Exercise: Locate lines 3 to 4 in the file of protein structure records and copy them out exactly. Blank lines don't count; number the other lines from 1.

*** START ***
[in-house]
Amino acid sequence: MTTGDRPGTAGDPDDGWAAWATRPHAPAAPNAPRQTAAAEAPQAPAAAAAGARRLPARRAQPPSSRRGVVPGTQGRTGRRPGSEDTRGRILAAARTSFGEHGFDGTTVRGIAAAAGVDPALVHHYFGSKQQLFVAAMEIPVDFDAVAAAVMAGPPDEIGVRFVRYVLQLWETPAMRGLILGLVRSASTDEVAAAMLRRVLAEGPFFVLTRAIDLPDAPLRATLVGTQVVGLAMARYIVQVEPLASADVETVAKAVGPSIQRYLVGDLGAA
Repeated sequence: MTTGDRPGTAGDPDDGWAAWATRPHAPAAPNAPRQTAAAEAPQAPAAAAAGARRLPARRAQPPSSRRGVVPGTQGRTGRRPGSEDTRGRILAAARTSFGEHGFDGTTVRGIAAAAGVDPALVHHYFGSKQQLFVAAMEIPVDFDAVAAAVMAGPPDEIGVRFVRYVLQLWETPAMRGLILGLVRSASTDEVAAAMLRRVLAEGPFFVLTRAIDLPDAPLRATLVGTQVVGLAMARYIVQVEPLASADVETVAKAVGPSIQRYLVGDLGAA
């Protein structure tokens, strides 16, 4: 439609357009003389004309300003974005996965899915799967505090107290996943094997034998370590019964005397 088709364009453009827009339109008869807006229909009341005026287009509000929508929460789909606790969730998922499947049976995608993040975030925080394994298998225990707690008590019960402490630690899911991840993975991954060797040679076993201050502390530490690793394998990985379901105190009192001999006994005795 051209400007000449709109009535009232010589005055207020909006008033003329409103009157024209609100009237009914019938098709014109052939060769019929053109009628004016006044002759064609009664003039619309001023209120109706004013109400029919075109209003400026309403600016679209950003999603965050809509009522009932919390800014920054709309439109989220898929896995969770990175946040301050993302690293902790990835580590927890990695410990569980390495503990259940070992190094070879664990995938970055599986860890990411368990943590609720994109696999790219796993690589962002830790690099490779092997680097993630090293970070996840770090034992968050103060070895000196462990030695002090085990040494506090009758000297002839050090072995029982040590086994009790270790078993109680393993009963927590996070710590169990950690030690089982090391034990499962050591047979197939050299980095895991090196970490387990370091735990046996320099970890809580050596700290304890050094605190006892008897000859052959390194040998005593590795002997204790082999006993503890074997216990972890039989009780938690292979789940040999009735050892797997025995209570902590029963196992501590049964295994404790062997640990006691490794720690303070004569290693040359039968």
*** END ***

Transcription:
Repeated sequence: MTTGDRPGTAGDPDDGWAAWATRPHAPAAPNAPRQTAAAEAPQAPAAAAAGARRLPARRAQPPSSRRGVVPGTQGRTGRRPGSEDTRGRILAAARTSFGEHGFDGTTVRGIAAAAGVDPALVHHYFGSKQQLFVAAMEIPVDFDAVAAAVMAGPPDEIGVRFVRYVLQLWETPAMRGLILGLVRSASTDEVAAAMLRRVLAEGPFFVLTRAIDLPDAPLRATLVGTQVVGLAMARYIVQVEPLASADVETVAKAVGPSIQRYLVGDLGAA
């Protein structure tokens, strides 16, 4: 439609357009003389004309300003974005996965899915799967505090107290996943094997034998370590019964005397 088709364009453009827009339109008869807006229909009341005026287009509000929508929460789909606790969730998922499947049976995608993040975030925080394994298998225990707690008590019960402490630690899911991840993975991954060797040679076993201050502390530490690793394998990985379901105190009192001999006994005795 051209400007000449709109009535009232010589005055207020909006008033003329409103009157024209609100009237009914019938098709014109052939060769019929053109009628004016006044002759064609009664003039619309001023209120109706004013109400029919075109209003400026309403600016679209950003999603965050809509009522009932919390800014920054709309439109989220898929896995969770990175946040301050993302690293902790990835580590927890990695410990569980390495503990259940070992190094070879664990995938970055599986860890990411368990943590609720994109696999790219796993690589962002830790690099490779092997680097993630090293970070996840770090034992968050103060070895000196462990030695002090085990040494506090009758000297002839050090072995029982040590086994009790270790078993109680393993009963927590996070710590169990950690030690089982090391034990499962050591047979197939050299980095895991090196970490387990370091735990046996320099970890809580050596700290304890050094605190006892008897000859052959390194040998005593590795002997204790082999006993503890074997216990972890039989009780938690292979789940040999009735050892797997025995209570902590029963196992501590049964295994404790062997640990006691490794720690303070004569290693040359039968």